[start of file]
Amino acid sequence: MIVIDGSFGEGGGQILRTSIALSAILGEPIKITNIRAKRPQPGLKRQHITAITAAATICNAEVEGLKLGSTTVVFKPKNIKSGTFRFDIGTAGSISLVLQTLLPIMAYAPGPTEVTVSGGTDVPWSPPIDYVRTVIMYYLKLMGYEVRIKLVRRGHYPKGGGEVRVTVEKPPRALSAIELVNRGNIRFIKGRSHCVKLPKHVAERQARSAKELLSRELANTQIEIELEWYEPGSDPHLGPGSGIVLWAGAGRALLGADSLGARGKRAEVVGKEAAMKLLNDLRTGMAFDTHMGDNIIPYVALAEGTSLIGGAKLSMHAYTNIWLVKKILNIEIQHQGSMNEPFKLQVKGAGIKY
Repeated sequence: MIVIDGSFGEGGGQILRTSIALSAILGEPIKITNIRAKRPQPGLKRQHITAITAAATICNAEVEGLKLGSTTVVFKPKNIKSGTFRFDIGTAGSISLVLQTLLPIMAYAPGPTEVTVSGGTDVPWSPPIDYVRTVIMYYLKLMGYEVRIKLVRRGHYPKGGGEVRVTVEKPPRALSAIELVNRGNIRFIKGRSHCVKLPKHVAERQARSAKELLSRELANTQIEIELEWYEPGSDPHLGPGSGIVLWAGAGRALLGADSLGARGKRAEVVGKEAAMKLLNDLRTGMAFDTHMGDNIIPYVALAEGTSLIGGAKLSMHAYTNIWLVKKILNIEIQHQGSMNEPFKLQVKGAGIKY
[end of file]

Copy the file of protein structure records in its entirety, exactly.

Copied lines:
Amino acid sequence: MIVIDGSFGEGGGQILRTSIALSAILGEPIKITNIRAKRPQPGLKRQHITAITAAATICNAEVEGLKLGSTTVVFKPKNIKSGTFRFDIGTAGSISLVLQTLLPIMAYAPGPTEVTVSGGTDVPWSPPIDYVRTVIMYYLKLMGYEVRIKLVRRGHYPKGGGEVRVTVEKPPRALSAIELVNRGNIRFIKGRSHCVKLPKHVAERQARSAKELLSRELANTQIEIELEWYEPGSDPHLGPGSGIVLWAGAGRALLGADSLGARGKRAEVVGKEAAMKLLNDLRTGMAFDTHMGDNIIPYVALAEGTSLIGGAKLSMHAYTNIWLVKKILNIEIQHQGSMNEPFKLQVKGAGIKY
Repeated sequence: MIVIDGSFGEGGGQILRTSIALSAILGEPIKITNIRAKRPQPGLKRQHITAITAAATICNAEVEGLKLGSTTVVFKPKNIKSGTFRFDIGTAGSISLVLQTLLPIMAYAPGPTEVTVSGGTDVPWSPPIDYVRTVIMYYLKLMGYEVRIKLVRRGHYPKGGGEVRVTVEKPPRALSAIELVNRGNIRFIKGRSHCVKLPKHVAERQARSAKELLSRELANTQIEIELEWYEPGSDPHLGPGSGIVLWAGAGRALLGADSLGARGKRAEVVGKEAAMKLLNDLRTGMAFDTHMGDNIIPYVALAEGTSLIGGAKLSMHAYTNIWLVKKILNIEIQHQGSMNEPFKLQVKGAGIKY